Waiotapu, near Rotarua

Cambridge and Rotarua

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Our first destination was the town of Cambridge to break up the journey to Rotarua.  It is a two-hour drive from Auckland and not too far from Hamilton.  Most people stay here to visit the nearby Hobbiton, but we were not that well organised and there were no slots left when we were here.

Cambridge Motor Park would be our home for the night. It would also be the first time we had pitched the tent.  We shouldn’t have worried.  The tent was simple and quick to put up!!  There was a tiny park on site.  Despite its size, the kids played for hours while we cooked dinner.

Our first night camping in Cambridge

Our first night camping in Cambridge

When the light faded, we headed for the tent, which was just about big enough for the four of us, and watched a movie on the laptop before bed.

It wasn’t the best night’s sleep for the adults and we were up early.  While Mum sorted out breakfast Dad packed away the tent.  He was impressed by the speed it could be packed up and even more so by how easy and small it packed down.  With car loaded up we moved on…


An hour drive away is the tourist town of Rotarua.  Mum had been fourteen years previously but it has grown since and lost a bit of its charm.  Our first stop was The Warehouse to purchase some pillows along with pots and pans!  After lunch at the food court we checked into the Top 10 Rotarua Holiday Park and pitched our tent.  The facilities at the park were amazing.  A nice, big, clean kitchen with indoor and outdoor seating would be great for dinners.  There was a swimming pool, two mineral pools and a kid’s playground.

Once again, the kids were happy to run off and play for hours in the sun.  Mum and the kids then had a dip in the pool before Mum bathed in the mineral pool.  There is a lot of geothermal activity around Rotarua and the eggy smell in the air from all the sulphur reminds you of this!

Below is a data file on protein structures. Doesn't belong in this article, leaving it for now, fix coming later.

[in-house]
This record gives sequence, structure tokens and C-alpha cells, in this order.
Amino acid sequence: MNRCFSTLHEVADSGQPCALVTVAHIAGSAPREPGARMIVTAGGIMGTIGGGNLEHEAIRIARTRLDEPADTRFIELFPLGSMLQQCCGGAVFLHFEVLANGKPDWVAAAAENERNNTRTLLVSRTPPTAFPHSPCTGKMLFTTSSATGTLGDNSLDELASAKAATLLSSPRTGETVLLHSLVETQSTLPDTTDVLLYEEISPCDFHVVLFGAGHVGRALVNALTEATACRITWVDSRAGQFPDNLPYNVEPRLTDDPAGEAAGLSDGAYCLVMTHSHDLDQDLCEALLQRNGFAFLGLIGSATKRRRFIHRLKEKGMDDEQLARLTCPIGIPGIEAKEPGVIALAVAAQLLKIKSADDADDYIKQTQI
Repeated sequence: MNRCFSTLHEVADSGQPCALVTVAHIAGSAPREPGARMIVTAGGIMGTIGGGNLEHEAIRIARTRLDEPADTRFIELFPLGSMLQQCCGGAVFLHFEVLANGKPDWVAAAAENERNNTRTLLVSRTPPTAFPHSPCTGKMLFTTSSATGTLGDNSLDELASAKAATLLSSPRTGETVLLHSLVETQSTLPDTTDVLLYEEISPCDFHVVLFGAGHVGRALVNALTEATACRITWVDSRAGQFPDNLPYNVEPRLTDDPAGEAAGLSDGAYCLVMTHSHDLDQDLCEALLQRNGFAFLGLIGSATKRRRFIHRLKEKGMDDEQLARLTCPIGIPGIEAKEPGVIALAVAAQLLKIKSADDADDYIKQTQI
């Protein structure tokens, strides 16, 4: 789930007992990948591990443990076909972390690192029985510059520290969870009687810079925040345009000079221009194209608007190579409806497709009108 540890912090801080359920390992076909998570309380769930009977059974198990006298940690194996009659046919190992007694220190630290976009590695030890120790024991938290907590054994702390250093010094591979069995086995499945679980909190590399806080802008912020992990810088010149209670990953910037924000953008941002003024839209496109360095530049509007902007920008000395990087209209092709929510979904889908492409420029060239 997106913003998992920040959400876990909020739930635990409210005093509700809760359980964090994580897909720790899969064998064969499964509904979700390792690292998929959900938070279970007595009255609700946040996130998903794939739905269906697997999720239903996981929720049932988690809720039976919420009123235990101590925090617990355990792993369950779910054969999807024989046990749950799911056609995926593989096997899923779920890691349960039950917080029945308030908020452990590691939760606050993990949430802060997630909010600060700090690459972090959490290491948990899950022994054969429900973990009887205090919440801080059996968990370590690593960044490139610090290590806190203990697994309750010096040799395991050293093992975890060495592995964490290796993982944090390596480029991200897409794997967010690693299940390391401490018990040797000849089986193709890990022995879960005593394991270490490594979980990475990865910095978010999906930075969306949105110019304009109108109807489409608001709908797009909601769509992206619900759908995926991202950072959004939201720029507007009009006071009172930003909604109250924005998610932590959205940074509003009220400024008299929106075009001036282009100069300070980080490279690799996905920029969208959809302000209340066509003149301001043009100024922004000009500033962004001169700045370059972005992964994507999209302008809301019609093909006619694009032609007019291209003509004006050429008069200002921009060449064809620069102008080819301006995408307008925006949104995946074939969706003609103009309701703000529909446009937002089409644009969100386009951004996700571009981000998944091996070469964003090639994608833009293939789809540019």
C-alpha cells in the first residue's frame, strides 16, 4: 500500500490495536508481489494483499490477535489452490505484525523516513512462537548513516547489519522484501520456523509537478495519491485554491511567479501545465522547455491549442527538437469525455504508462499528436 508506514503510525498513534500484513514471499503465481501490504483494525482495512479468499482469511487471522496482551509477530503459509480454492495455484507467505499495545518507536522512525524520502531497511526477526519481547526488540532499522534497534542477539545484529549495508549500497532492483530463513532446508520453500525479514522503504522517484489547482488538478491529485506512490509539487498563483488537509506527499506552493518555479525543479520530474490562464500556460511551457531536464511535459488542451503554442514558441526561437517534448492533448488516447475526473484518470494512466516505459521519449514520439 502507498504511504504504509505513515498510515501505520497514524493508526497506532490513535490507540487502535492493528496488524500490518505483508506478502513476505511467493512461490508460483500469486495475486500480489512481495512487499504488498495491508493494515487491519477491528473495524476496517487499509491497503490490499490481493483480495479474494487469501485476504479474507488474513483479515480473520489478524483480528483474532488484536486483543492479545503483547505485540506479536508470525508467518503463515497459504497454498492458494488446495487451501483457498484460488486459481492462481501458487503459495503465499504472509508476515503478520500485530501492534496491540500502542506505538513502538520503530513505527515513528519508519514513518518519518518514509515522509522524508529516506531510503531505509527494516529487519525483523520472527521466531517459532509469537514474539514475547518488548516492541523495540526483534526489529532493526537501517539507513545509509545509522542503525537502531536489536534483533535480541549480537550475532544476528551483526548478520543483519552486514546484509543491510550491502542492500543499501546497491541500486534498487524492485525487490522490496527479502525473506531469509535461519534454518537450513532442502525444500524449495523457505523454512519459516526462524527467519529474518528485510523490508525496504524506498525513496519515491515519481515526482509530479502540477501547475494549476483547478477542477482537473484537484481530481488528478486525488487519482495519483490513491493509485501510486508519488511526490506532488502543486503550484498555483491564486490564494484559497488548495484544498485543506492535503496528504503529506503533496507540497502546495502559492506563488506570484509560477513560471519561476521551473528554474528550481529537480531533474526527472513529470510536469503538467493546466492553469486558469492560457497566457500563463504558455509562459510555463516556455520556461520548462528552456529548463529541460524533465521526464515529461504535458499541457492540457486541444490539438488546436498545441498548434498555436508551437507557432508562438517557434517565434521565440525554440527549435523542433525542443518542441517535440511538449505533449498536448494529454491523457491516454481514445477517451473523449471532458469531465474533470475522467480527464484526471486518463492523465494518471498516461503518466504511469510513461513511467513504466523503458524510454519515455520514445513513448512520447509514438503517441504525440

After the first night of camping we drove to Waiotapu Thermal Wonderland  Our first stop was the Lady Knox Geyser where a short talk was followed by the ranger triggering an eruption of the geyser.  The kids loved watching the water spray high into the air.

Waiotapu, near Rotarua

Waiotapu, near Rotarua

From there we entered the main park and began walking around the trails.  There are many places along the route where the geothermal activity makes the scenery look like it is from another world.  No surprise then when we were told that NASA scientists have conducted tests here as it gives clues to how the earth was formed and may help when exploring other planets.

After a bite to eat in the cafe we made our way back to the holiday park.  The kids took off to play with their new-found friends in the playground and Mum and Dad relaxed in the sun.

The weather was not so good for our last full day in Rotarua.  It rained for majority of the day so we worked with the kids inside and didn’t do too much else.  In the evening, we were being picked up to be taken to Tamaki Maori Village.  A lot of people from the holiday park were going too, including the families of the kid’s new friends.  All the children headed to the back of the bus to talk and play as we headed to the village.

A random man from the bus was selected to be our ‘chief’.  He, alongside two other chiefs would face the Maori welcome.  The rest of us stood behind and were told to stay still and not to smile or laugh at the traditional greeting.  A canoe made its way down a short river to us and Maori warriors, instructed by their chief, performed their intimidating welcome.  One of the selected visitors’ chiefs picked up the fern placed at his feet to indicate we were friends.

Tamaki Maori Village, Rotarua

Tamaki Maori Village, Rotarua

Following this we were allowed into the village.  The village was split into different areas, each explaining a different part of Maori culture.  First for us was the Haka, the traditional war dance used to greet and intimidate enemies.  Dad and the other men were invited down to learn and perform a Haka.

After this we learnt about village and boat life before our daughter had a go with the Poi balls. Mum then got involved with a traditional village game.  Once we had learnt all about the village life we were taught about Hangi cooking.  The food is placed under ground with hot rocks and left to cook.

While the staff prepared the Hangi we were treated to some performances.  The hangi buffet was next and was very tasty (Mum and Dad went back for seconds).  The evening ended with song.  The bus home was also a highlight as the driver had us singing and keeping up the entertainment.

After one more night in the tent we said goodbye to Rotarua, packed up and set off in the car for Napier